Christ has overcome death, presumably through his own resurrection from the dead (though this particular passage does not specify), and through his victory, believers will be transformed at the end times' final resurrection from their corrupted bodies to incorruptible bodies that live immortally, thereby drawing out death's sting, the very sin that had corrupted humankind and rendered humanity subject to the judgement of death according to the law, a judgement that Christ himself had undergone for humanity's sake in order to bring corrupted humankind uncorrupted back to God.
As I said, perhaps that's clear enough. Most commentators agree that verse 54's words "Death is swallowed up in victory" are borrowed by Paul from Isaiah 25:8: "He will swallow up death in victory; and the Lord GOD will wipe away tears from off all faces." As for verse 55's sting of death, Paul seems to be thinking of Hosea 13:14, although that verse does not easily lend itself to Paul's use:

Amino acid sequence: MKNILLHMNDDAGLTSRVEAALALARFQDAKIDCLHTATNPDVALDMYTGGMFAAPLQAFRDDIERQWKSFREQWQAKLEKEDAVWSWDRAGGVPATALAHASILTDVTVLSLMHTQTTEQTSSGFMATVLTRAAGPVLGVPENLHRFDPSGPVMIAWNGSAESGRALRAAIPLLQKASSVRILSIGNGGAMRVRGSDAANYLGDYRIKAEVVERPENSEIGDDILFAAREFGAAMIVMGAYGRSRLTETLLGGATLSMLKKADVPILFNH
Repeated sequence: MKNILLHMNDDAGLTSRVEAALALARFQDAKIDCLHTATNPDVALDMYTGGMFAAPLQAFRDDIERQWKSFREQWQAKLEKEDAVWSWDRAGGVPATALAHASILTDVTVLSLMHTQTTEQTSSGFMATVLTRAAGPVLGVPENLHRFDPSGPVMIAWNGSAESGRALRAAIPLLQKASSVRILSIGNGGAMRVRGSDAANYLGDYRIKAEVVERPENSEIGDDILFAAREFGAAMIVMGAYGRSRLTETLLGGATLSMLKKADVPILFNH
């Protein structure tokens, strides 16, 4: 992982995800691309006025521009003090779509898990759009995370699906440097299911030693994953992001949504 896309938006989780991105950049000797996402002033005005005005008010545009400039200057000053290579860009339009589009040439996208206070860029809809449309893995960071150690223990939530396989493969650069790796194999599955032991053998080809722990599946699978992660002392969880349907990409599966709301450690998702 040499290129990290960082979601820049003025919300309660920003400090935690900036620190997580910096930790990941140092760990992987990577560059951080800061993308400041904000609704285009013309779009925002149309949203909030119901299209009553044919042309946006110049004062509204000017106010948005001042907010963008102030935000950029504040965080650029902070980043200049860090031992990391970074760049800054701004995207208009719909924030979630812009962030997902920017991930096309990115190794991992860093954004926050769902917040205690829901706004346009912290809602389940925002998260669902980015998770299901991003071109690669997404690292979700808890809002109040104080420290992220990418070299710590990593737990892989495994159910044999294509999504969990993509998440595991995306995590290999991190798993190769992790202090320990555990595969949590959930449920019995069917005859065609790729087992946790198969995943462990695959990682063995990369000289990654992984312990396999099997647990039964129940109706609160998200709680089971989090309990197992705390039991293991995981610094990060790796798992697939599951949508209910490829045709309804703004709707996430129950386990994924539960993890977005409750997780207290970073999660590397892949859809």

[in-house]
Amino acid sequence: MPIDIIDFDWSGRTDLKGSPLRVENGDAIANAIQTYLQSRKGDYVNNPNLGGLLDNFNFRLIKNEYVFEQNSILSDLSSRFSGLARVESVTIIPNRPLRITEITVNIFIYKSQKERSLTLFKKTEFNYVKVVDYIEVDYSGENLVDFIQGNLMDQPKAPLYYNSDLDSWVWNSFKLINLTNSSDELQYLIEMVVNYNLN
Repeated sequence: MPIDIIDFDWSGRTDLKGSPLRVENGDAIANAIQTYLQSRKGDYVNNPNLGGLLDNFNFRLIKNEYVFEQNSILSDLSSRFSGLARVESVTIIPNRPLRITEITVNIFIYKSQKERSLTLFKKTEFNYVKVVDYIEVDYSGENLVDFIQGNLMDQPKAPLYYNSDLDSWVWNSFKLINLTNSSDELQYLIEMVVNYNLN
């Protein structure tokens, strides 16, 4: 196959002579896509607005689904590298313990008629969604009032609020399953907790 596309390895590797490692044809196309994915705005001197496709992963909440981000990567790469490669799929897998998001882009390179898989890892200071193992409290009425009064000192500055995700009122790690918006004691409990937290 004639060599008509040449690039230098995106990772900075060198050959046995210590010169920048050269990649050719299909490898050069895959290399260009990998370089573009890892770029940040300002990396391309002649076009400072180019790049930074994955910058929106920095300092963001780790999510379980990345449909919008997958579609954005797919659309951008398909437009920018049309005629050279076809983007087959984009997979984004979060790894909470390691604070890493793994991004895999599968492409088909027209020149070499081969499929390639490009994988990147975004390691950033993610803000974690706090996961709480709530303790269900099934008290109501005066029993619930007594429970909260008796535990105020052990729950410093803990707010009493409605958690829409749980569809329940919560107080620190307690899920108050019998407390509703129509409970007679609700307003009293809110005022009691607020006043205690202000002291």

I will ransom them from the power of the grave; I will redeem them from death: O death, I will be thy plagues; O grave, I will be thy destruction: repentance shall be hid from mine eyes. (Hosea 13:14, KJV)
I'm tempted to ask, "O death, where is thy sting?" It's not exactly there in the King James Version. The New American Standard Bible slips it into the verse:

Shall I ransom them from the power of Sheol?
Shall I redeem them from death?
O Death, where are your thorns?
O Sheol, where is your sting?
Compassion will be hidden from My sight. (Hosea 13:14, NASB)
But this version is perhaps being harmonized to I Corinthians 15:55 -- though I'd need to do a lot more leafing through commentaries to be sure.

John Milton, I'll note in passing, perhaps locates this sting, somewhat mythologically, in the personified image of Death as a fearsome if amorphous entity bearing a "dreadful dart": it stood as Night,
Fierce as ten Furies, terrible as Hell,
And shook a dreadful Dart; (Paradise Lost 2.670-2)
Also in the same passage, the personified figure of Sin appears and refers to this as a "mortal Dart" (2.729). I take it that Milton is thinking -- among other things -- of I Corinthians 15:55.

Be that as it may, Paul himself says that the sting of death is sin, by which, he means that the sting of death is the very corruption that sin brings to bring on death. More briefly put, the sting of death is death itself.

And that is how we usually understand the phrase, but what does Charles Taylor mean? This: